The consumption of cocoa encourages blood vessels to branch into cardiac and skeletal muscle tissue, which brings an influx of oxygen and nutrients. This increases the metabolism because it creates more (and more effective) mitochondria in the muscles, producing extra energy for you.

According to this study, cocoa epicatechins alone produce a 30 percent increase in fatigue resistance and a 30 percent increase in new blood supply. Even better, the increase in energy that you get from combining it with exercise amounts to a 50 percent energy boost.

So how long will it take for these changes to occur? It took two weeks for experimental animals to see a 30 percent increase in fatigue resistance. In a separate study, it took four weeks to see an increase of capillaries and mitochondria appear in the muscle tissue. So remember that consistent cocoa consumption is key, and chocolate can be your vehicle for that intake.

 

I doubt it surprises anyone that chocolate can light up your brain’s pleasure centers like a Christmas tree. But in addition to the short-term spritz of mood-boosting dopamine, endorphins, and serotonin, the psychoactive pleasure-palooza you get from cocoa can reduce measures of stress and anxiety. This 2010 study published in the Journal of Psychopharmacology showed that daily consumption of cocoa polyphenols for 30 days produced a 10 percent reduction in anxiety and a 10 percent improvement in measures of calmness. Given this, it’s not surprising that the subjects also reported less depression.

It’s important to note that improvements in emotional state only occur from sustained moderate levels of cocoa. You (unfortunately) can’t shortcut this by eating a lot all at once, because cocoa volume is not as important as consistency.

3. Your heart will thank you for your chocolate addiction.

It may be surprising to hear that high-cocoa chocolate is heart healthy because of its saturated fat content. But it turns out that like many evil villains, it’s just misunderstood. One-third of the cocoa-derived fats are composed of stearic acid, which doesn’t raise your bad cholesterol at all. Moreover, your liver converts it into heart-healthy oleic acid.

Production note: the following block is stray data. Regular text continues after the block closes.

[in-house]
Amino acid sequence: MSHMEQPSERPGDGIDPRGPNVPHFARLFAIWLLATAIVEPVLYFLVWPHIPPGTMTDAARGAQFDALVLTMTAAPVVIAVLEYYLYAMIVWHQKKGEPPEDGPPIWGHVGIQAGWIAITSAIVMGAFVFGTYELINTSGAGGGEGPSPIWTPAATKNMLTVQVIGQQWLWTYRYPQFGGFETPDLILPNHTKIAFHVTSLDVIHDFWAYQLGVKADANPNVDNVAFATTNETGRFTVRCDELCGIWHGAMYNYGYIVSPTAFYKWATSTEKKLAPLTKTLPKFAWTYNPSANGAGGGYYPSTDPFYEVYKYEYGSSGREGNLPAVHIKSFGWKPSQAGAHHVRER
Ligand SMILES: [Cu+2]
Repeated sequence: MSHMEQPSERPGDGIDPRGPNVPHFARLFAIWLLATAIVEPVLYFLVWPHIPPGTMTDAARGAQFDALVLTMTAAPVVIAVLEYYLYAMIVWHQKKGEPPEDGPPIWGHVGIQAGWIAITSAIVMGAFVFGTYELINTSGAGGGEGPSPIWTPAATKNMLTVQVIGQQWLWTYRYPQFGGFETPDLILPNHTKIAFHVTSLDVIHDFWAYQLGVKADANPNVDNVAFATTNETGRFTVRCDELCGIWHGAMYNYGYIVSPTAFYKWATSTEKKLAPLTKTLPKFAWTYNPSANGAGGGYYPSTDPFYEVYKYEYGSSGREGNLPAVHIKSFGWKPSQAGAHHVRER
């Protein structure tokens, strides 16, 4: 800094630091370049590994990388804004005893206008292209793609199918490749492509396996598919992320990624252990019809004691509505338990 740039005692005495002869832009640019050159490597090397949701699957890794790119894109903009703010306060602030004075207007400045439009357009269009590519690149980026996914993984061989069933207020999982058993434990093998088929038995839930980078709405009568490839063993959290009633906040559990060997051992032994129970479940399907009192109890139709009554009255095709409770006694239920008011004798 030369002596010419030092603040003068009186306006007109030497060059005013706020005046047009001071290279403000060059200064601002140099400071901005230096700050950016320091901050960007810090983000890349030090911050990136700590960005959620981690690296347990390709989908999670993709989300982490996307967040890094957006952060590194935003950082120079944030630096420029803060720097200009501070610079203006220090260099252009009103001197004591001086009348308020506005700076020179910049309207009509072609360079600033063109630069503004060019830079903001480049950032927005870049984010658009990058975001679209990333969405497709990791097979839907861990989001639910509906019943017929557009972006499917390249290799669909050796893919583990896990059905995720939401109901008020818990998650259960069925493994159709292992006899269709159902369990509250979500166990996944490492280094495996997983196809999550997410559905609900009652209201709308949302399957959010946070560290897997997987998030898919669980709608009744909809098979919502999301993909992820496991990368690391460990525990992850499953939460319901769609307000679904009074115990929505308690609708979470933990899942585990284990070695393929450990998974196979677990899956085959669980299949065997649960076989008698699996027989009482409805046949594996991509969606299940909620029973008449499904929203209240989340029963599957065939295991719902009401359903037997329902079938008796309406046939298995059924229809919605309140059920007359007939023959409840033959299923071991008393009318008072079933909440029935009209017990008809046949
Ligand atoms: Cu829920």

The consumption of cocoa fats can, in fact, raise your good cholesterol (HDL) and lower your bad cholesterol (LDL). Even better, the antioxidants in cocoa help fight the chronic vascular inflammation that often leads to atherosclerosis. All this may be why researchers at Brigham and Women’s Hospital found that people who ate more high-cocoa chocolate have fewer incidents of heart disease. Another meta-analysis of 114,009 participants showed that the highest levels of chocolate consumption were associated with a 37 percent reduction in cardiovascular disease and a 29 percent reduction in strokes.

This Australian study argues that eating 100 grams of dark chocolate per day is a more cost-effective solution than traditional medication and could save people’s lives. How popular would doctors be if they prescribed dark chocolate?

4. Chocolate will make your arteries happy.

So cocoa increases blood supply to your heart, increases good cholesterol and lowers bad cholesterol, and it also has an impact on the arteries that carry blood through the body, which determine your blood pressure.

A study of randomized control trials found that ingesting cocoa epicatechins (about 50 grams of 70 percent cocoa chocolate daily) reduces blood pressure by approximately 4.6 points for systolic and 2.1 points for diastolic. Why? It’s likely because consistent cocoa consumption increases the flexibility of your blood vessels. It makes them more elastic, so they can stretch (and not break) in response to high blood pressure spikes.

Again, the more consistently it is consumed, the greater the effect. After three days, the arterial elasticity was improved by approximately 40 percent. By day five, it was up to 65 percent. After one week, it had improved by 70 percent! This kind of high cocoa infusion is reversible, however. When it was withdrawn for a week, the arteries’ stretchiness started returning back to baseline.

From your heart to your head, from your muscles to your metabolism—your love of chocolate is totally returned. And by choosing high-cocoa chocolates and consistently having some every day, you can nurture this loving relationship. Win-win!

Parmesan Polenta

Polenta is served in various parts of the Mediterranean. Some great things about this recipe are that it does not take a lot of ingredients and the ingredients are very basic. They come together to form quite a spectacular  dish! Enjoy.

You’ll Need

  • 9 ½ cups chicken broth
  • 2 cups yellow cornmeal
  • 1 cup grated Parmesan cheese
  • 3 Tablespoons butter
  • 1 teaspoon onion powder

Directions

  • Bring chicken broth to boil in heavy large saucepan.
  • Reduce heat to medium.